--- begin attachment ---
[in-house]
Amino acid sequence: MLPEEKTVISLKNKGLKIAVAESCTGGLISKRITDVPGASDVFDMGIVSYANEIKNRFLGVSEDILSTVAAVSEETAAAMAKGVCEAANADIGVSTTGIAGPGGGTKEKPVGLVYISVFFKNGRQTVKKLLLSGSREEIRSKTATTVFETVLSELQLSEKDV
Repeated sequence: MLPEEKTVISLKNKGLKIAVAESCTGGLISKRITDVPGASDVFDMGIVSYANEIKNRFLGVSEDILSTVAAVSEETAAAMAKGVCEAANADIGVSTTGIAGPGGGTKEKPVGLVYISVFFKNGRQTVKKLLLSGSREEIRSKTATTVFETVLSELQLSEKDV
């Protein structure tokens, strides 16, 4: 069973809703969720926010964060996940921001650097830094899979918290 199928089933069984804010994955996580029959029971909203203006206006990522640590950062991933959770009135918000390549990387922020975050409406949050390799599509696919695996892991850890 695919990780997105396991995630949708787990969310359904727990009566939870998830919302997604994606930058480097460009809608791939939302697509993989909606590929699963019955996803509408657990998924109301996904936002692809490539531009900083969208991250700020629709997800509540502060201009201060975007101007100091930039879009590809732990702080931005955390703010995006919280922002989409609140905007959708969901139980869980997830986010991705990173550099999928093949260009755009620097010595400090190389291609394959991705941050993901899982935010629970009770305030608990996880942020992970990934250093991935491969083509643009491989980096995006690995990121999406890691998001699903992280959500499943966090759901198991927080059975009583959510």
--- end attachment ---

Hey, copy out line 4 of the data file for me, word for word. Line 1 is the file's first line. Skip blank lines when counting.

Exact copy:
């Protein structure tokens, strides 16, 4: 069973809703969720926010964060996940921001650097830094899979918290 199928089933069984804010994955996580029959029971909203203006206006990522640590950062991933959770009135918000390549990387922020975050409406949050390799599509696919695996892991850890 695919990780997105396991995630949708787990969310359904727990009566939870998830919302997604994606930058480097460009809608791939939302697509993989909606590929699963019955996803509408657990998924109301996904936002692809490539531009900083969208991250700020629709997800509540502060201009201060975007101007100091930039879009590809732990702080931005955390703010995006919280922002989409609140905007959708969901139980869980997830986010991705990173550099999928093949260009755009620097010595400090190389291609394959991705941050993901899982935010629970009770305030608990996880942020992970990934250093991935491969083509643009491989980096995006690995990121999406890691998001699903992280959500499943966090759901198991927080059975009583959510």